The water is absorbed through the gut and into the blood, a process which obviously takes a little time...The point I was trying to make is that the kidney starts to respond as soon as ANY water is absorbed.... so by the time the gut has finished absorbing the water (which it will) the kidney has already dealt with the surplus....

Chloride channels

.... you said only in abnormal function does the apical membrane open chlorine channels (which makes perfect sense to me!). But in my text book, 'human physiology' (published by mcgraw hill) it says that this is always occuring, causing secretion of NaCl into the lumen of the large intestine via the apical membrane, and in abnormal function, ie with e coli or cholera, an enterotoxin causes this secretion to be increased by activating an enzyme. Which is correct?!

I try to keep things simple.... but I didn't actually say that the Cl- channel ONLY opens in abnormal function...

Yes there is a Cl- channel in the apical membrane of (probably) all intestinal epithelial cells... After all, cholera doesn't create the channel, it just jams it open... So it follows that it must be there for a physiological, not a pathophysiological purpose.

Water & ions normally move both ways (absorption & secretion) across the intestine.... perhaps even simultaneously in the same cells. In other words, there is a circulation. The apical membrane Cl- channel is what allows for secretion. The important thing is that, under normal conditions, absorption is much greater than secretion... so there is NET absorption. In pathological conditions the net absorption is reduced because the secretory component has got bigger. So, your textbook is correct, but not necessarily clear.

Strictly Speaking....

....in your notes on 'Why do we need Kidneys' - you state that the hypothalmus produces vasopressin, when in fact the posterior pituitary does!

Strictly speaking, it IS the hypothalamus which produces ADH (in the supraoptic & paraventricular nuclei). ADH flows down the axons in the hypothalamohypophyseal tract into the posterior pituitary from where it is released....

anti-ADH...

I was just curious what advantage would an ADH confer compared to a diuretic hormone, if the water channels in the collecting tubule were active all the time? I mean wouldnt producing a diuretic hormone be more efficient than ADH in terms of reduced metabolism?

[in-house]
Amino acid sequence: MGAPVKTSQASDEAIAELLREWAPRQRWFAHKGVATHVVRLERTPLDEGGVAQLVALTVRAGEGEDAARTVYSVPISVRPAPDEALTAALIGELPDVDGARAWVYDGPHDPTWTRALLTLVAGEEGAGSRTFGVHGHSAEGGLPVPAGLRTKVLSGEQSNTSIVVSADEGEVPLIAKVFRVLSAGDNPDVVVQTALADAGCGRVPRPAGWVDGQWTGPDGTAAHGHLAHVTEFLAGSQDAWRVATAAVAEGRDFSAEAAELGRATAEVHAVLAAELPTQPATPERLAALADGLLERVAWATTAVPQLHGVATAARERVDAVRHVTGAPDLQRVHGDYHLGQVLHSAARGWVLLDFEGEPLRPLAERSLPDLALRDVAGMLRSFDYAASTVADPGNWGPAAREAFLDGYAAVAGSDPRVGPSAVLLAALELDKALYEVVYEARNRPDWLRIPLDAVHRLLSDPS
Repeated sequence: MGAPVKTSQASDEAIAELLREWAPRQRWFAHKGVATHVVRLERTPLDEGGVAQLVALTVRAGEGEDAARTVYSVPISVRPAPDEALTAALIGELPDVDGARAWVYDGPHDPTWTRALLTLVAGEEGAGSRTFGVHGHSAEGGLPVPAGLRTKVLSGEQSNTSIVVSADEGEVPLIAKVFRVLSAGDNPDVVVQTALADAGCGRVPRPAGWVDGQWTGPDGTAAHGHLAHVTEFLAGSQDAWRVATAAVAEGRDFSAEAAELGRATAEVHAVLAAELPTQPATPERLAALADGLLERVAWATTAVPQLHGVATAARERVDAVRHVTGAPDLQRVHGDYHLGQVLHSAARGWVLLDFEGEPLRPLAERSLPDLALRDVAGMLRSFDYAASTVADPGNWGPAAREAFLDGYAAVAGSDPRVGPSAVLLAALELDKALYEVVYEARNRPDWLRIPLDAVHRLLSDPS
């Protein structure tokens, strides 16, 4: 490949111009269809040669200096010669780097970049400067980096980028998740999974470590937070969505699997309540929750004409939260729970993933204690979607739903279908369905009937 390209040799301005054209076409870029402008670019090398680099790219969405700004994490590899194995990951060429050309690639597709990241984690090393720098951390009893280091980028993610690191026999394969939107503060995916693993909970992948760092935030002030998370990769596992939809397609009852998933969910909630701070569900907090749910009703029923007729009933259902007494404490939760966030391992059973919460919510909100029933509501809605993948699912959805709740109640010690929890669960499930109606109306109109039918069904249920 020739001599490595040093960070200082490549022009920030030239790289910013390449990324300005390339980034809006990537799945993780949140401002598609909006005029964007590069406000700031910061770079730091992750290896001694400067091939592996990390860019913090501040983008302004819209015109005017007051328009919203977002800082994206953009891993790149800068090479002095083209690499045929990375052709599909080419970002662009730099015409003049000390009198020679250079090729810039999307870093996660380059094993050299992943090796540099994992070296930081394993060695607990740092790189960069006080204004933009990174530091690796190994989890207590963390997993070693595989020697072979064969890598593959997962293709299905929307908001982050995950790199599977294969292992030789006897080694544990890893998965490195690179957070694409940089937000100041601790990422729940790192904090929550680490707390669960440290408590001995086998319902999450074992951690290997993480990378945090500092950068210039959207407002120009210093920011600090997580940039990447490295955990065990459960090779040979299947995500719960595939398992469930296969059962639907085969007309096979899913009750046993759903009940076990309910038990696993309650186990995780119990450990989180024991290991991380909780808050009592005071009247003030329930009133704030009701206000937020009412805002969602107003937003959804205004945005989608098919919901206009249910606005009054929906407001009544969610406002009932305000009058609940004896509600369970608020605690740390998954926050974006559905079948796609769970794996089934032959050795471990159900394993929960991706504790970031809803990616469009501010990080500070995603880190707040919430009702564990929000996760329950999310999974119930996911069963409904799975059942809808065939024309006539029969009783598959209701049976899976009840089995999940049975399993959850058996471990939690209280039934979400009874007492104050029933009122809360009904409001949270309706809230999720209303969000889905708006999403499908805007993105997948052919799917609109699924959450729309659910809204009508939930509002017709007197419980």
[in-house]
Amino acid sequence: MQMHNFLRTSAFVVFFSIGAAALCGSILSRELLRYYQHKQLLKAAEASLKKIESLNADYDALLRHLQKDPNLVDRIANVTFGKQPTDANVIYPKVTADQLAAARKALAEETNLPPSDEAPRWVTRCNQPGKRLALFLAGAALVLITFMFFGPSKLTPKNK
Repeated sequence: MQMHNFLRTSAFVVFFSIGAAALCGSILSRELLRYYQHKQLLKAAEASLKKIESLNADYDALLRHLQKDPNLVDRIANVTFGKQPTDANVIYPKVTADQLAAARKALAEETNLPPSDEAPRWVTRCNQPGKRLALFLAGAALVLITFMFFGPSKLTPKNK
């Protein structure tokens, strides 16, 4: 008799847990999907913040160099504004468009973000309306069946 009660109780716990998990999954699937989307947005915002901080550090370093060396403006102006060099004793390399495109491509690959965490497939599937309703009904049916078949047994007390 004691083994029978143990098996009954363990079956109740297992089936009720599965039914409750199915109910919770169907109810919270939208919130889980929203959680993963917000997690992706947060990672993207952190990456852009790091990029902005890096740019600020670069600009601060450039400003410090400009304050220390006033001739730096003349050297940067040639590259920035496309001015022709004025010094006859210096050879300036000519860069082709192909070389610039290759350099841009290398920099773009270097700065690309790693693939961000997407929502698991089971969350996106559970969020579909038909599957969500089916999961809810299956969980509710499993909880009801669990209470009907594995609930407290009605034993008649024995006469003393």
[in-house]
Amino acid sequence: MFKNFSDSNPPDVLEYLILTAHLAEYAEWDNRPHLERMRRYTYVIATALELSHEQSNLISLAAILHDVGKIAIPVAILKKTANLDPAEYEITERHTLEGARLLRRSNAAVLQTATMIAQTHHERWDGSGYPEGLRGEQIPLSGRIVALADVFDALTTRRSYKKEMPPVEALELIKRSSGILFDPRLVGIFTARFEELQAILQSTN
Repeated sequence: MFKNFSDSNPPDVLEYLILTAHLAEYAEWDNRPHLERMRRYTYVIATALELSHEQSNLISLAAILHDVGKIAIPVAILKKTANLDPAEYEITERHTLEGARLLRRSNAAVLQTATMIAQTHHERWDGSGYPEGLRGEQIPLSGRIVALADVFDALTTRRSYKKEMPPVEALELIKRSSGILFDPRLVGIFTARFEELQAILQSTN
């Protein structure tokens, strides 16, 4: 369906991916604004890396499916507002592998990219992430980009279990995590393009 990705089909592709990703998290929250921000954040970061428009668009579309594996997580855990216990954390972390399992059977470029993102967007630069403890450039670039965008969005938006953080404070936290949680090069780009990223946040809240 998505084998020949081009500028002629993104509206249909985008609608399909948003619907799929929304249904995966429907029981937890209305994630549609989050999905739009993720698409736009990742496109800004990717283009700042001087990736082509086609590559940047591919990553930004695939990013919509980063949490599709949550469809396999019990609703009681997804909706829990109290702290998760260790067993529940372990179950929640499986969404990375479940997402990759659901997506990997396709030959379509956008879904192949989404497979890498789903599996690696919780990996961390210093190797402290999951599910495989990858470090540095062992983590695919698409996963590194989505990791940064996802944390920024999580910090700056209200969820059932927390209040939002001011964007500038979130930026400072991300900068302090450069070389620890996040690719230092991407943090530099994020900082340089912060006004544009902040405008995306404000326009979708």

If collecting duct cells "naturally" had a high water permeability then this would have to be reduced by the action of "Diuretic Hormone"... e.g. by stimulating endocytosis and channel removal, as opposed to ADH, which stimulates exocytosis and channel insertion. There may be a good reason why one is more efficient than the other, but I can't think of it right now. Anyway, ADH is what we've got.

Irrational ATPase

It seems logical that in a Na/k pump that equal numbers of each ion should be pumped accross the pump rather than the 3:2 ratio, i don't understand why that ratio occurs,

The 3:2 ratio makes the sodium pump electrogenic. In fact it allows the sodium pump to contribute to membrane potential. Only slightly in most cells, but there are data to suggest that this may be important in some electrically excitable cell types. There are some wonderfully complex mathematical molecular models for how the sodium pump works, The bottom line in one that I (tried to) read is (I think) that:"It has to be 3:2 or else the pump doesn't", or in the phrasing of the authors, "Some of the vectorial properties of an electrogenic sodium pump appear to be inescapable consequences of the nonvectorial properties of the isolated enzyme".

pH....

...what is pH exactly?

The negative log10 of the hydrogen ion concentration. This one gets asked so often it has its own help note.

Statistics...

...how much of this !@%$#%@ stats rubbish do we really need to know?

More than you think. This one also has its own help note.

Nano to Yotta...

...what is the difference between a milligram and a microgram?

1000. The answer is nearly always 1000. See the units & prefixes help note.

OzMole...

...I nearly understand moles... What is an osmole again?

A mole who used to be lead singer in Black Sabbath. See the osmolarity help note for a more sensible answer.